In an earlier article, I wrote about the development of the famous Denison smock, as worn by the British Airborne Forces. However, the Denison was only half of a two-part system. The other component was the parachutist’s oversmock.
During the early days of the Airborne Forces, the uniforms and equipment were experimental. The Royal Air Force naturally had an inventory of parachutes for escaping damaged aircraft, and the first paratroopers had to manually pull a ripcord to deploy their canopy. It was not long before this method was determined unsuitable, and a static-line parachute was developed. The volunteer paratroopers during those early days were certainly brave, as there were a number of injuries and even fatalities; each incident was thoroughly investigated and often resulted in a modification to the equipment or the training program. The X-type static line parachute, also called the “Statichute”, eventually developed an impressive reputation for reliability. However, there was still the occasional mishap, including incidents of the parachute canopy not fully opening and deploying; this dreadful situation was known as the “Roman candle”.
To reduce the number of accidents, it was considered vital to prevent any entanglements between the paratrooper, his equipment, and the parachute. In 1942, the Denison smock and the parachutist’s oversmock were both adopted and entered production; together, these items replaced the earlier “step-in smock”. The Denison was worn over the wool battledress uniform, but under the webbing equipment. The oversmock was then worn over all other uniform and equipment items, separating them from the parachute harness and rigging lines. Both the oversmock and the step-in smock it replaced were also called “jumping jackets”, which can easily cause confusion when reading original source material.
The parachutist’s oversmock was a sleeveless garment made from green denim material, with a full-length zipper. Like the Denison smock, it had an “ape tail” to be snapped up between the legs to keep the garment in place during the jump. However, the fasteners had a somewhat different arrangement; while the Denison’s ape tail snapped to the inside of the smock, the oversmock’s tail fastened to the outside. The oversmock also had a pair of elasticized pockets near the bottom hem, each intended to hold a single grenade to assist in an opposed landing.
While the Denison was designed for paratroopers, it was also issued to glider troops and, eventually, the Commandos. By contrast, the oversmock was only ever used by paratroopers, as it was specifically designed to be worn during the parachute descent. In training, the oversmock could be collected and returned to stores, but on operations, it was considered disposable and was to be removed and abandoned on the drop zone.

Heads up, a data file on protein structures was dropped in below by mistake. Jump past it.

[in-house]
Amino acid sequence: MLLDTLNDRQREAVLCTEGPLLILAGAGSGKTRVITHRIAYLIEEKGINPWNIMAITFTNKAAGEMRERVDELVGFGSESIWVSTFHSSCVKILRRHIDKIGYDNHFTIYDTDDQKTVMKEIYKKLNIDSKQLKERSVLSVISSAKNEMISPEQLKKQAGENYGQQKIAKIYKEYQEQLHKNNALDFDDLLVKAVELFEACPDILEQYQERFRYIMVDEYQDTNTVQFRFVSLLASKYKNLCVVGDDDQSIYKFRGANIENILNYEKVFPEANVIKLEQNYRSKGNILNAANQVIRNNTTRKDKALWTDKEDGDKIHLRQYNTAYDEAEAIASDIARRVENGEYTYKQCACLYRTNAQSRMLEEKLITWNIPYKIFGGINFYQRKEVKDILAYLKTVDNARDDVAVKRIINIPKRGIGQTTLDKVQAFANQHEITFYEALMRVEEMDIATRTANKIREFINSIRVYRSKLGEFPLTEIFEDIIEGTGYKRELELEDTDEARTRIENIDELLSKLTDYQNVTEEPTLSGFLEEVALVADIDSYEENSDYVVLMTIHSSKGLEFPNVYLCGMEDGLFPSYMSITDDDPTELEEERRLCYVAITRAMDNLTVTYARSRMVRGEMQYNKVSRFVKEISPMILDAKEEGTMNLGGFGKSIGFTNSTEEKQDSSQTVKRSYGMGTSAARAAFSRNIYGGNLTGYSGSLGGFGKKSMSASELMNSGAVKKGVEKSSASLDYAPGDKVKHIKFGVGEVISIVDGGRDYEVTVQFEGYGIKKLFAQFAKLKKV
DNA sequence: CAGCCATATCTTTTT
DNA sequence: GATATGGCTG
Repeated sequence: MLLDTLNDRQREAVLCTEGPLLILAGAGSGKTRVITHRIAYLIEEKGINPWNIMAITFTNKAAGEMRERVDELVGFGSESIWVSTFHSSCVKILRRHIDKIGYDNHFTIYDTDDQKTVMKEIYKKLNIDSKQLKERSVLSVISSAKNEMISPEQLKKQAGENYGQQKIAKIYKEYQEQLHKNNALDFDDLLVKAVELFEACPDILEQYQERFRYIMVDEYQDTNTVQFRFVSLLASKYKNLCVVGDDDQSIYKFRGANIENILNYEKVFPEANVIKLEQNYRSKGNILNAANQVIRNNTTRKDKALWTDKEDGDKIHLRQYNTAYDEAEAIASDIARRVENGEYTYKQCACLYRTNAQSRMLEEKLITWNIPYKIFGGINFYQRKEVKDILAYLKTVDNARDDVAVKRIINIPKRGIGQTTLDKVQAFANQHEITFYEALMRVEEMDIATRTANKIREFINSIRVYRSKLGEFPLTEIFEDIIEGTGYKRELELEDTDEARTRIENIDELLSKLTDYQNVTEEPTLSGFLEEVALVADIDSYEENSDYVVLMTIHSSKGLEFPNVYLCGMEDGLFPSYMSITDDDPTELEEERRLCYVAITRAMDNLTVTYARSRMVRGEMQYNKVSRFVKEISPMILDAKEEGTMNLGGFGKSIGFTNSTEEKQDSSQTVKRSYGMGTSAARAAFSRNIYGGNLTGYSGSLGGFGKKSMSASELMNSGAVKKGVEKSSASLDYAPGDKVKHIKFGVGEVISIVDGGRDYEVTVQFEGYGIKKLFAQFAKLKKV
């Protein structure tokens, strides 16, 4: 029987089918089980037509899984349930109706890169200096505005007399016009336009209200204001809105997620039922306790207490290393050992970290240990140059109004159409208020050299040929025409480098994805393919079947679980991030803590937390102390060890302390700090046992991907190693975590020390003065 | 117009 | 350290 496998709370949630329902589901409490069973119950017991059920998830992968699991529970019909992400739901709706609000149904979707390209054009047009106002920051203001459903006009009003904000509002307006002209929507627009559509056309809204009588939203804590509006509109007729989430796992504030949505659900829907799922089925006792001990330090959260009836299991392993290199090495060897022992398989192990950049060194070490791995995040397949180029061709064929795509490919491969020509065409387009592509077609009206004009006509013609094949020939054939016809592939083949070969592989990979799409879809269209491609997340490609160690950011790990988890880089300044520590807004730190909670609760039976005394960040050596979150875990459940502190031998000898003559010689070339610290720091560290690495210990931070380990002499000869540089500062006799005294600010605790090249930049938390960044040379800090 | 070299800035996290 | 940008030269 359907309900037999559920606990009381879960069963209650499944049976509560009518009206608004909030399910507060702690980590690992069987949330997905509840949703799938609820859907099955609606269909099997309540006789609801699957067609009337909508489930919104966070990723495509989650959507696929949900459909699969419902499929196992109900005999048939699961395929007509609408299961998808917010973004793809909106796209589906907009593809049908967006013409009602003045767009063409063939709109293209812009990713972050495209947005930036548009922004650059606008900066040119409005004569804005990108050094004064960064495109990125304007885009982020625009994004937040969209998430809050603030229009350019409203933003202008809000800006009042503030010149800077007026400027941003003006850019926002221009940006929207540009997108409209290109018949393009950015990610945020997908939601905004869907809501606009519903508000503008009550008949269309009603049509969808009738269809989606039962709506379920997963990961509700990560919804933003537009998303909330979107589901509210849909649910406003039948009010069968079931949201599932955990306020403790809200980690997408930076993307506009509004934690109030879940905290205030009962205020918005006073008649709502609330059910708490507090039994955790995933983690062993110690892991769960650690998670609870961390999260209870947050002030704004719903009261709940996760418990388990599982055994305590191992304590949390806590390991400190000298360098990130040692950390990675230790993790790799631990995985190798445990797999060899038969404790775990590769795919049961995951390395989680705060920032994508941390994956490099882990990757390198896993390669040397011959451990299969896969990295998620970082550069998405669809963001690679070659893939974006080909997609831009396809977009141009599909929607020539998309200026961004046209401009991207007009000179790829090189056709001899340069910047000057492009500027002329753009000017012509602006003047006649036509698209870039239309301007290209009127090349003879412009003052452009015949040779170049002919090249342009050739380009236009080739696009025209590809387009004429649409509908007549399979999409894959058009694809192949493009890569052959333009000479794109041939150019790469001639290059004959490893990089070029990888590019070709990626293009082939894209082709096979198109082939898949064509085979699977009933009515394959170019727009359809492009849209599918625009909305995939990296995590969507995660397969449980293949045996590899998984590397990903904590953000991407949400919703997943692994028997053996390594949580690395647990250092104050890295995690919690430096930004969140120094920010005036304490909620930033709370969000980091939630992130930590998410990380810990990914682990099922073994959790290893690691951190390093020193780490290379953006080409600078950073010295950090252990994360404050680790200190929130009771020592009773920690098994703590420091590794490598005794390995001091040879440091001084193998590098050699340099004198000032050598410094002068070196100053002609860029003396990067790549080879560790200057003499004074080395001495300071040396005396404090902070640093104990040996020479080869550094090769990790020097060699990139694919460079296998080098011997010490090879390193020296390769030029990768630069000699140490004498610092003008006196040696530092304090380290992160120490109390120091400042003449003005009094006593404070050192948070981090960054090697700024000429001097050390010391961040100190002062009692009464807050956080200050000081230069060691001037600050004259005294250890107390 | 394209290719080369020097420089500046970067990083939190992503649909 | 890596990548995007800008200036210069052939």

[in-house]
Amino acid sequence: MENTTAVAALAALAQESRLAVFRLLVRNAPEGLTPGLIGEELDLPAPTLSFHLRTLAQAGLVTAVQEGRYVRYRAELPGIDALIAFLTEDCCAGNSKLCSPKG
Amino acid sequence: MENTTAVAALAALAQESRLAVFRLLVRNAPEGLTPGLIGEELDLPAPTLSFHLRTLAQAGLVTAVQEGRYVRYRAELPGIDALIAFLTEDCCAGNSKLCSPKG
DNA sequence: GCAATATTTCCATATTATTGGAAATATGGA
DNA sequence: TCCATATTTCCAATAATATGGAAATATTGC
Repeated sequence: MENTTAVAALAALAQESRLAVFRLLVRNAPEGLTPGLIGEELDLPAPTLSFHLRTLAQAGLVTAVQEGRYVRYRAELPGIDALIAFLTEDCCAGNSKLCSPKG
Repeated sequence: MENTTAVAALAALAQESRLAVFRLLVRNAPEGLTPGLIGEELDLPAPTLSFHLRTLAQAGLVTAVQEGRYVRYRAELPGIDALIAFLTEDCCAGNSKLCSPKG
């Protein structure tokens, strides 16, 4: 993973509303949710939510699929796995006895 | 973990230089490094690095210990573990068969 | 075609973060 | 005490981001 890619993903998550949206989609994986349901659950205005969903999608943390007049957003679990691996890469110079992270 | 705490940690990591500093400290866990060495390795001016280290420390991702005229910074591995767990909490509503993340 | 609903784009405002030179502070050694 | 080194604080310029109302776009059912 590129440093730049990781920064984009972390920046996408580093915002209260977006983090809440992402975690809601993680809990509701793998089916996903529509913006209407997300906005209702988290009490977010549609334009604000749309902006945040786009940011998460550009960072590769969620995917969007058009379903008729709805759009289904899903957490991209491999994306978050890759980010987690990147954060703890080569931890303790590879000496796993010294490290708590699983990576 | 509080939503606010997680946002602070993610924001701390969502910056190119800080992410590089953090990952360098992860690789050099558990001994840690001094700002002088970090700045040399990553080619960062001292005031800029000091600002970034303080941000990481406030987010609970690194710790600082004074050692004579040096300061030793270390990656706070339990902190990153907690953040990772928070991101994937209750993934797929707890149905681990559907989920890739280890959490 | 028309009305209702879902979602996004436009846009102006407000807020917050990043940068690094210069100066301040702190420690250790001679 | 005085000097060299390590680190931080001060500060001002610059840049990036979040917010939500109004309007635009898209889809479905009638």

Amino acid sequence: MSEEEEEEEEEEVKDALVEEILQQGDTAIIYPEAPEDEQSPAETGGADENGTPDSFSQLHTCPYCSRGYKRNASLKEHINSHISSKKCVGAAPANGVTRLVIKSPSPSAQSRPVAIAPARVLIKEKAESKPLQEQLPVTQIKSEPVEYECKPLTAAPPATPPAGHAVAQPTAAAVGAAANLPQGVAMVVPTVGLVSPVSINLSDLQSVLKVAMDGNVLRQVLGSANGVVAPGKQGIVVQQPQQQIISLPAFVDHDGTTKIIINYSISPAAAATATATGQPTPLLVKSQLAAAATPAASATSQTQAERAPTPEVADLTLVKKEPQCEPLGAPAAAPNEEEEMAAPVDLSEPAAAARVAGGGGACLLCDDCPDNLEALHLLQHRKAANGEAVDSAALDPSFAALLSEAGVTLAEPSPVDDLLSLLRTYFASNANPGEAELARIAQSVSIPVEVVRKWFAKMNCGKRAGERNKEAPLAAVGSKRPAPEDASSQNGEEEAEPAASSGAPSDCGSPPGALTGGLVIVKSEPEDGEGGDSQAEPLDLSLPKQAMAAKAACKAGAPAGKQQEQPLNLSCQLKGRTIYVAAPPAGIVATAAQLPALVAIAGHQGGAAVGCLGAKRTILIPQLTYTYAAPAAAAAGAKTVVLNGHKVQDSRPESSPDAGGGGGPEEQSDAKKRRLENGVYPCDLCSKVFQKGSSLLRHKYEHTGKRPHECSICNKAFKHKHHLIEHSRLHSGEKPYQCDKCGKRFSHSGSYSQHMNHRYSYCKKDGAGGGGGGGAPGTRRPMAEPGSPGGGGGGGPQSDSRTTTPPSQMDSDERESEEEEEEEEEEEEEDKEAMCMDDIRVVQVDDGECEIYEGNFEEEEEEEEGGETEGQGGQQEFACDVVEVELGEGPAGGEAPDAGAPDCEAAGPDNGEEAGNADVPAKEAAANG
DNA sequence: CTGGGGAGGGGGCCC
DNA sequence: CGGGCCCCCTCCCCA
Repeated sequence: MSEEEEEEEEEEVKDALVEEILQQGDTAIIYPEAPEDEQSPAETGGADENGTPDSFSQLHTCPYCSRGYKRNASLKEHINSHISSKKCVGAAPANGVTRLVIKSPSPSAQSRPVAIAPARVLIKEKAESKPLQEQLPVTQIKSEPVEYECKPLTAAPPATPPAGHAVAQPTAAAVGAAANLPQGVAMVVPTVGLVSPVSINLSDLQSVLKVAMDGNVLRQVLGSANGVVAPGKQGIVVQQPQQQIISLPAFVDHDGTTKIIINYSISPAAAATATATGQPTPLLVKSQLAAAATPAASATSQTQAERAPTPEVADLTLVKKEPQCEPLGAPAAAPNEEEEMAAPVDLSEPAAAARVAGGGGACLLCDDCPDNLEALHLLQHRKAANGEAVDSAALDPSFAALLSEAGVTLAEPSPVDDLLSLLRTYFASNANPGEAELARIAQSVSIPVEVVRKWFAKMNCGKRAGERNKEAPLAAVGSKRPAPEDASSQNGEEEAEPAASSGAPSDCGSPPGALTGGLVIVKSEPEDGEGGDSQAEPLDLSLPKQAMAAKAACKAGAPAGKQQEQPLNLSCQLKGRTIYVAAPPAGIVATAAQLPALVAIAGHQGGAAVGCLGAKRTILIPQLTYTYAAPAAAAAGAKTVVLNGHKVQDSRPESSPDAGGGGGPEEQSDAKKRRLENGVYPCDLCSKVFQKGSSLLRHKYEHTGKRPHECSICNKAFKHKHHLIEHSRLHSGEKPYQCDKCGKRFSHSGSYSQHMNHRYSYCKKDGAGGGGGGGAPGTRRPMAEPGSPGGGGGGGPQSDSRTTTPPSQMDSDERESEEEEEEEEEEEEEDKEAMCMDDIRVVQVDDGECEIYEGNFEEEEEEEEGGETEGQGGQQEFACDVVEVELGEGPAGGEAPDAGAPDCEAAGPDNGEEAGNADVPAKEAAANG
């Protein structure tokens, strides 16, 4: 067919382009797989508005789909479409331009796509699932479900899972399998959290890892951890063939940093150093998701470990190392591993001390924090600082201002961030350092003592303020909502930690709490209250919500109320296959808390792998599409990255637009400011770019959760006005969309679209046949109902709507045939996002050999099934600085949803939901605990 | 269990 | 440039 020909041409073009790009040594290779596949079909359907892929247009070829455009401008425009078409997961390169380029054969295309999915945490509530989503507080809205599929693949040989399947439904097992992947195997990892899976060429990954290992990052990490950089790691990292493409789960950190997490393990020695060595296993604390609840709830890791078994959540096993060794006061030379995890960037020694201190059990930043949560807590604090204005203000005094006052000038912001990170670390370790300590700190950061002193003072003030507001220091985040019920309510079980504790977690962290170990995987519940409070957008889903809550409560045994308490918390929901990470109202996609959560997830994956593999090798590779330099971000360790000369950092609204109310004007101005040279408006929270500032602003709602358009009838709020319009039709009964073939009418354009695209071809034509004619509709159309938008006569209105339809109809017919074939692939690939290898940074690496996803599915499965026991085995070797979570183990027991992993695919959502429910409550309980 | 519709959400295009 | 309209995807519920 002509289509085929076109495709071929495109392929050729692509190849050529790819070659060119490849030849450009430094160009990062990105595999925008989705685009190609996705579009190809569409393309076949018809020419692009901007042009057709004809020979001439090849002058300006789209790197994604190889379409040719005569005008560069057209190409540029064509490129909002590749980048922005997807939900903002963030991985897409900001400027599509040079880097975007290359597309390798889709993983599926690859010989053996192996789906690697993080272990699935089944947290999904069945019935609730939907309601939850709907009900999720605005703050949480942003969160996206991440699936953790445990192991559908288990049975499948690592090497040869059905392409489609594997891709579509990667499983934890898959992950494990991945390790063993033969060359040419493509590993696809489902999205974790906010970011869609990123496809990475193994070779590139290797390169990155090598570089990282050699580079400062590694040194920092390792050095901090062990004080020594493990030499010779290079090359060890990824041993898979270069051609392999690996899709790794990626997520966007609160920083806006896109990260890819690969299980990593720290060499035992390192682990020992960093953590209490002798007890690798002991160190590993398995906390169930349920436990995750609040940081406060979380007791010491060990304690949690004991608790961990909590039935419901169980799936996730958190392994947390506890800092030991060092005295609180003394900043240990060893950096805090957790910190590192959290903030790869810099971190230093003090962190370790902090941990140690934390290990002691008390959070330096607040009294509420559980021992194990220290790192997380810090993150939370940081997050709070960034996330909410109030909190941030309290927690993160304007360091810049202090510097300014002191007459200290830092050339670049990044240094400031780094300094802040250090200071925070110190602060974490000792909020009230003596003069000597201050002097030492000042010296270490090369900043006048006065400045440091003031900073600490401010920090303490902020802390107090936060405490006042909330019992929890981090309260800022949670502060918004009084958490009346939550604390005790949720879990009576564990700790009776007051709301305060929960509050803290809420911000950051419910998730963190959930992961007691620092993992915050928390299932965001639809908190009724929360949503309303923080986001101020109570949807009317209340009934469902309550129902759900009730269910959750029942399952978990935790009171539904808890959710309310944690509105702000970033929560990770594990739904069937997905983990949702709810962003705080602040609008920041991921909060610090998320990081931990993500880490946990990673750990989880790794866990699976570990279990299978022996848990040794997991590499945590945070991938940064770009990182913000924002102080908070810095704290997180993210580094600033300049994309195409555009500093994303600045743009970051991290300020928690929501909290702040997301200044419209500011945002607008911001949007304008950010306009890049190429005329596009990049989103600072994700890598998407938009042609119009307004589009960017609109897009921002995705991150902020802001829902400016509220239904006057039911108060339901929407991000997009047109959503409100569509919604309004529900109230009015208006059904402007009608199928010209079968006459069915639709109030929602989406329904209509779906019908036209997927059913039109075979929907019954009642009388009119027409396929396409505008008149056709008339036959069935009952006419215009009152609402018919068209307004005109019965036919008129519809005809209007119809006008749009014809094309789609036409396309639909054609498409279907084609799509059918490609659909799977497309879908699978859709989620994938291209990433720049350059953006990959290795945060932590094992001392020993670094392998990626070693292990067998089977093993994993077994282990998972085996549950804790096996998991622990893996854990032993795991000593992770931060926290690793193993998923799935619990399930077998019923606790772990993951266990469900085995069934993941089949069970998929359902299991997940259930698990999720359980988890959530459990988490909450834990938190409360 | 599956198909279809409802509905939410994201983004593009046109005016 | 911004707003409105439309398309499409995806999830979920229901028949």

Many historians have written that the parachutist’s oversmock was not used until shortly before D-Day; however, there is evidence indicating that 1st Parachute Brigade used both the Denison and the oversmock in North Africa in late 1942. Major General F.A.M. Browning visited the Brigade in December and noted both items in the appendix to his diary.
Major General Browning’s Diary of his Visit to North Africa, December 1942
Appendix: Weapons and Equipment
Jumping jacket. New type very good. Brigade dislike the idea of discarding it on landing as it is useful as a garment as well as a jumping jacket.
(As quoted in Tunisian Tales by Niall Cherry)
The above entry is in contrast to the earlier jumping jacket or “step-in smock”, which was typically retained after landing.
There is a remarkable photograph of troops from 2nd Parachute Battalion in North Africa showing at least one man wearing the oversmock. This is the earliest photograph I have seen of this garment, a full year-and-a-half prior to D-Day. Additionally, the man most clearly wearing the oversmock appears to be wearing it over the wool flannel shirt, without the Denison or wool battledress, corroborating Browning’s statement that it was “useful as a garment” in its own right. Later photographs, however, only show the oversmock in its intended role for training or operational parachute drops.
As noted above, the parachutist’s oversmock was normally abandoned on the dropping zone; there is little reason to have one at a tactical reenactment. However, it is a useful item to have for public displays, particularly at air shows.
Original oversmocks sometimes appear on the collector’s market and are generally less expensive than original Denison smocks. However, larger sized oversmocks can be difficult to find. Fortunately, quality reproductions of this item have recently become available at a reasonable price; I purchased one, and am very pleased with how well it compares to the original.
Bouchery, Jean, and Charbonnier, Phillipe
D-Day Paratroopers: The British, The Canadians, The French
Histoire & Collections, 2004
Tunisian Tales: The 1st Parachute Brigade in North Africa 1942 – 43
Helion & Company Ltd., 2011
Gordon, David B.
Tommy: The Collector’s Historical Perspective to the British Soldier of the Second World War
Volume One: Uniforms, Weapons and Equipment of the Airborne Forces
Pictorial Histories Publishing Co., Inc., 1998
British Paratrooper: 1940 – 45
Osprey Publishing, 2015
The website of the Airborne Assault Museum